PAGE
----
I wrote about Florence Kelley yesterday because I had just learned about her and wanted others to know, too. I found her pretty darned inspiring.
But upon reflection, it struck me that I could probably find four other American Heroes to celebrate between now and July 4th.
It’s hard to have a good patriotic celebration in Hamburger-a-go-go-land these days. Our behavior on the world stage — well, at best, you have to feel as though it were the morning after you danced on the bar with a lampshade on your head. I mean, Republicans feel like that. The rest of us feel a lot worse. Invade a few sovereign nations, ignore international law and the Geneva Conventions, commit a few atrocities, overlook the Constitution — pretty soon the fireworks just seem a little undeserved.
But we have a history to be proud of, even if it is a short one, and have produced some worthwhile people. Let’s go ahead an celebrate a few more American Heroes.
Today, I give you John Muir.
He was born in Scotland, but he came to the United States as a child, so I think we can claim him.
Muir described himself as a “trampogeologist” and was an amateur naturalist and a writer. He was also a rancher, and a successful one. At the the age of fifty, he retired from ranching and became a conservation activist, working towards the national parks system which has preserved quite a lot (84 million acres) of American wilderness. Where Florence Kelley riled up the ordinary people, John Muir took influential men like Teddy Roosevelt camping and persuaded them to use their power for good. He was like her in relying on scientific information and education to get the job done, and like her also in gathering people — he formed and was president of the Sierra Club.
If you click here, you can find the “take action” page of the Sierra Club, which makes it very easy to contact the politically powerful people of today, though they may not agree to go camping with you.
Oh, did you come here for fiberosity? There has been some. Yesterday was my self-imposed deadline for completion of my first official SWAP piece, the print top.
Here it is, finished except for a button and pressing. (Details for those who sew: it is Butterick 4467, in Moda “Windsor Paisley.”)
The July piece is the matching skirt. I intend to cut it out today, although #2 daughter came home and I have the whole weekend off, so joy reigns supreme and plans are subject to change at a moment’s notice. I think that, once she is up, we will go to the farmer’s market and stop by the LYS for a button. They have very special ones there.
I’ve also been knitting the Silken Damask Jasmine, and have in fact reached the beginning of the raglan lace bit. No pictures, because it is after all a rectangle of stockinette, and a better photographer than I would be required to make that an interesting picture, or in any way different from the previous rectangles of Silken Damask stockinette.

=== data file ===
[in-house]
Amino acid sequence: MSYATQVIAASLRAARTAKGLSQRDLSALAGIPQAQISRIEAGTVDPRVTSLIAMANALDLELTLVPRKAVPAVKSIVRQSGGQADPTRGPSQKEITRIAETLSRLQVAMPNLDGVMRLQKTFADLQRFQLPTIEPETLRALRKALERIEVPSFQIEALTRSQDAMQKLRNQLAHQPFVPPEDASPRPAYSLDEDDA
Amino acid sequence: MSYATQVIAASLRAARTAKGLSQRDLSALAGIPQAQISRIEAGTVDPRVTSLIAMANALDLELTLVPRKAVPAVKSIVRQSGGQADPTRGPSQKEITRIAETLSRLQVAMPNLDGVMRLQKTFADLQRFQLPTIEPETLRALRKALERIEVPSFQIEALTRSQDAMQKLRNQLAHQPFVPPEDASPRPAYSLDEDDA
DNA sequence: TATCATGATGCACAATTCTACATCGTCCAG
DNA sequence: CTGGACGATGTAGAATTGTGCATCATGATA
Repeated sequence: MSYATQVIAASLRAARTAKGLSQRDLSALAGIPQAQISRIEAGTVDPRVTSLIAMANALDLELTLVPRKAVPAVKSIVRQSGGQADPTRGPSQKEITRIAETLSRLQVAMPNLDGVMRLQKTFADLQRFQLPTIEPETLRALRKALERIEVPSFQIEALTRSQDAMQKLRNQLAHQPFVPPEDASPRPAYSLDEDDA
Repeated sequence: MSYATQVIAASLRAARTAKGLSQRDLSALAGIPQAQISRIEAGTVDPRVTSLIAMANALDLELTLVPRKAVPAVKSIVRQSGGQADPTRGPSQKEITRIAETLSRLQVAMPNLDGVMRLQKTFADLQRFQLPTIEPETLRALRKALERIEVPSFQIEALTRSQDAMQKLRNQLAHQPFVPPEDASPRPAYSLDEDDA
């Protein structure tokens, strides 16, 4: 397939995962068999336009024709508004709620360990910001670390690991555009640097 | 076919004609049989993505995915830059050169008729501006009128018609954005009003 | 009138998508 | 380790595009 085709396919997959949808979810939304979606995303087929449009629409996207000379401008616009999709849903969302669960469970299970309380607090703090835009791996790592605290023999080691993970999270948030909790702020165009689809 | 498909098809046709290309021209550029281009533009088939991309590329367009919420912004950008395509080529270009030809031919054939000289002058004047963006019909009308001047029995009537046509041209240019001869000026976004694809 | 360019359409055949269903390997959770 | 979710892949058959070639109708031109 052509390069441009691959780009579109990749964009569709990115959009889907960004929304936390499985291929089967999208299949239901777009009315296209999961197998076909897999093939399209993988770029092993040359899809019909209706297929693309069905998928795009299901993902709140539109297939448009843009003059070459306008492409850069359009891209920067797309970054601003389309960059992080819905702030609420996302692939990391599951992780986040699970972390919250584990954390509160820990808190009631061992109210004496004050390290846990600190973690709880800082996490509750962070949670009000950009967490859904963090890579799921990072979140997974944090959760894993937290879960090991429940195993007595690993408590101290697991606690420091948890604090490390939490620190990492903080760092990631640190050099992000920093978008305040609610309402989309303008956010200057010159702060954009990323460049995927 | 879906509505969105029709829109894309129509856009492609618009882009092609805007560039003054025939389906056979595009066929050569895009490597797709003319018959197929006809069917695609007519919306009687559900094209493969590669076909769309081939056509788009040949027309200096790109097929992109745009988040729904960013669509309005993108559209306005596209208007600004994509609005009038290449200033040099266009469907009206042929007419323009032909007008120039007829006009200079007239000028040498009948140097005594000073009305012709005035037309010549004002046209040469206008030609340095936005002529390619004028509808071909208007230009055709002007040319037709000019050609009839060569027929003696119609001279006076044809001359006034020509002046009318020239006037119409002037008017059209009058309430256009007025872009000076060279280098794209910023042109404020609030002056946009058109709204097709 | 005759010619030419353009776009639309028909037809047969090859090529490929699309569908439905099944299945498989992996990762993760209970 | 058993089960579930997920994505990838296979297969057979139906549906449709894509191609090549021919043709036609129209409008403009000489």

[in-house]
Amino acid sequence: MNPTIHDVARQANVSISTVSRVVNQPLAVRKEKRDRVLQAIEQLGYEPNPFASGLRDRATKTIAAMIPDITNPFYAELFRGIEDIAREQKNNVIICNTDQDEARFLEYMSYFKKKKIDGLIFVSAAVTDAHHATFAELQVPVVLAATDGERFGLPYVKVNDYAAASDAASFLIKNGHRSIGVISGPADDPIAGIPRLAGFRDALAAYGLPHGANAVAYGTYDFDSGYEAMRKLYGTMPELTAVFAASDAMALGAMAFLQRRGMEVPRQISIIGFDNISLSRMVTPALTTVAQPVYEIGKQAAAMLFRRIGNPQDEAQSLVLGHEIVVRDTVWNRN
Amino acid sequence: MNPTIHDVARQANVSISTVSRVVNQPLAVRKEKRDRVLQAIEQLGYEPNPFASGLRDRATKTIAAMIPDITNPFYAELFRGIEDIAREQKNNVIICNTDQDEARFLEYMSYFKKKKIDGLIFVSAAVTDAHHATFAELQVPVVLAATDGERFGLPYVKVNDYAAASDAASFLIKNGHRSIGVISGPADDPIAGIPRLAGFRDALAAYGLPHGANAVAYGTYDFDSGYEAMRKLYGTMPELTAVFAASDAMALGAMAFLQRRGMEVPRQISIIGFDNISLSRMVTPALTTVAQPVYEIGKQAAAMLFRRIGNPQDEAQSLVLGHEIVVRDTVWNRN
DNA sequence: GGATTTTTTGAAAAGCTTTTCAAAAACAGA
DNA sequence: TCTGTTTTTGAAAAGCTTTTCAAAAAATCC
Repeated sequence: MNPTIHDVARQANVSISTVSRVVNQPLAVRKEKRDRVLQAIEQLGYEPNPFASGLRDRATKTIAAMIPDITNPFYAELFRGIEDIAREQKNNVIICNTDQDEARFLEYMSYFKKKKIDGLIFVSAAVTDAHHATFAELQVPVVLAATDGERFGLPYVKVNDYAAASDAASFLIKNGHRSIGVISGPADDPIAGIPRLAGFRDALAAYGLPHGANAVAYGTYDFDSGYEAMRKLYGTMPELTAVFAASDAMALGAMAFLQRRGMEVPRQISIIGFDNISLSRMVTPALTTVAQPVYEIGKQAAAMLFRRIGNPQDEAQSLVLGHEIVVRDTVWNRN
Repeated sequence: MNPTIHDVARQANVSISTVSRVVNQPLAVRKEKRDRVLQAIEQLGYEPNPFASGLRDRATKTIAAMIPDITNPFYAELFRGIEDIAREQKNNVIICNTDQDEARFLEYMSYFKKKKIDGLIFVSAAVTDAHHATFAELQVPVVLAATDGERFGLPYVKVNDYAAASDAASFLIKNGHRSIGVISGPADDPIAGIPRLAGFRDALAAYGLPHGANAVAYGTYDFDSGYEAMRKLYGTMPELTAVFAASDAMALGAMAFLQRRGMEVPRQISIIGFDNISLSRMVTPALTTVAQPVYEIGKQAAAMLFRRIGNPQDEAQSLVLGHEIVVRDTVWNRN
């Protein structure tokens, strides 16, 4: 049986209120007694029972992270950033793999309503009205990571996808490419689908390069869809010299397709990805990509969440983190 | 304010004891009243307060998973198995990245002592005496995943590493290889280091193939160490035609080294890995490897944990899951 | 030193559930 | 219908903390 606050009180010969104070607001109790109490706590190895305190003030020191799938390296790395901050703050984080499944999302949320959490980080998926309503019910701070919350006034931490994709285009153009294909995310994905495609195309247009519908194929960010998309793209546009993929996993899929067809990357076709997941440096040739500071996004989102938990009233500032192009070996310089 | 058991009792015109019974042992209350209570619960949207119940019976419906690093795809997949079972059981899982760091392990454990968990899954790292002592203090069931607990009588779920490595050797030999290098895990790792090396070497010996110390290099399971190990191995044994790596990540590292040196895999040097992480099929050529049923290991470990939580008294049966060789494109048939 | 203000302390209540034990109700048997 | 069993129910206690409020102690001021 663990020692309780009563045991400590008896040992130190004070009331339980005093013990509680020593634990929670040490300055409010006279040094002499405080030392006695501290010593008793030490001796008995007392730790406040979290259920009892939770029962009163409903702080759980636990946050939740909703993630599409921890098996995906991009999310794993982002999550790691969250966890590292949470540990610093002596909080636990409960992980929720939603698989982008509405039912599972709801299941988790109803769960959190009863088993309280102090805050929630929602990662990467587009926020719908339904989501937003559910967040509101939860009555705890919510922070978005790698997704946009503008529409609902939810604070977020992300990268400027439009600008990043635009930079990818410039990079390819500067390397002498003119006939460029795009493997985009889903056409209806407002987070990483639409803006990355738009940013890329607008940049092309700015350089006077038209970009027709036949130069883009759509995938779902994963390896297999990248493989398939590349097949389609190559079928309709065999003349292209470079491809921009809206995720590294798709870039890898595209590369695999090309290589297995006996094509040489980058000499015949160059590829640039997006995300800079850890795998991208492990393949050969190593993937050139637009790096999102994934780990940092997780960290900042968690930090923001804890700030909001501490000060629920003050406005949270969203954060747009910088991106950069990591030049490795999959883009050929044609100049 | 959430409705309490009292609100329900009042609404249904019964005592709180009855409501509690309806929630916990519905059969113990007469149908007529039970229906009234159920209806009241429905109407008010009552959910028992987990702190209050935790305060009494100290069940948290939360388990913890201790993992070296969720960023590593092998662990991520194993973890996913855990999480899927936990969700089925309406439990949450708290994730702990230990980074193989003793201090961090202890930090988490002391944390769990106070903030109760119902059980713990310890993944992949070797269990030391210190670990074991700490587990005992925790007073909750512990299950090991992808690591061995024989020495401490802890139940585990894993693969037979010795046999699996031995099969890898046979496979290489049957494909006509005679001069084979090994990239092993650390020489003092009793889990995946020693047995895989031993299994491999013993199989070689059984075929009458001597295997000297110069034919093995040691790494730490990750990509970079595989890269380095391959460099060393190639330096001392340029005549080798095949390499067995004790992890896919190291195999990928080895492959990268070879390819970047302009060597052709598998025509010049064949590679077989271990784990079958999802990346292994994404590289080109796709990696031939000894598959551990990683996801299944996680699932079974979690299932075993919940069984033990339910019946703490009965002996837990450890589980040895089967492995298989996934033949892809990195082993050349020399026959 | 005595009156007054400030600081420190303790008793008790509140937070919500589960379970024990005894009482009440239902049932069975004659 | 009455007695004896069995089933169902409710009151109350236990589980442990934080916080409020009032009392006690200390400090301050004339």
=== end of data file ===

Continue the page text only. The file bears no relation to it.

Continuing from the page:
Today is the first day for the Knit the Classics A Passage to India project. I have a plan for that, too. Not a monkey, but very likely an elephant. This is because the elephant was a more sympathetic character in this book than the monkey.
It is also the first day for the SewRetro sewalong. I have not been able to convince my computer that KaliMama’s snazzy button is not a piece of text. I have a plan for what to sew anyway. I like sticking the buttons in because then I can easily zoom back and check progress and what size needles I was using and what did or did not work and what needed adjustment and so on.
However, my needlework priority for the weekend is to finish up all those hems left over from Memorial Day. In between preparing for the July 4th cookout and hanging out with my family.
My Summer Reading Challenge books for week five were Full Dark House by Christopher Fowler and A Pocket Full of Rye by Agatha Christie. They could have been deliberately chosen as the opposite ends of the spectrum of detective novels. (They weren’t, as it happens. One was the book that happened to turn up from Booksfree and the other was a lagniappe a Frugalreader sent along with my requested book. What a guy!) Anyway, one was convoluted and one was simple; one was plausible, within its time and place, while the other was entirely implausible and practically cheating. One was suspenseful and startling and the other was cozy and soothing in spite of the dead bodies. One was held together with a nursery rhyme and the other with Orpheus in Hell and the nine muses. I enjoyed them both. I am now reading Don’t Cry for Me, Hot Pastrami, which is somewhere in the middle of the spectrum, though quite far from the literary end. It will probably be finished this week, too, but the SRC is two books a week, so it is outside the pale.
Actually, I’m pretty excited about having the weekend off. I have a long list of things that I’ve been neglecting to do, but may also enter into the spirit of the weekend by not doing them.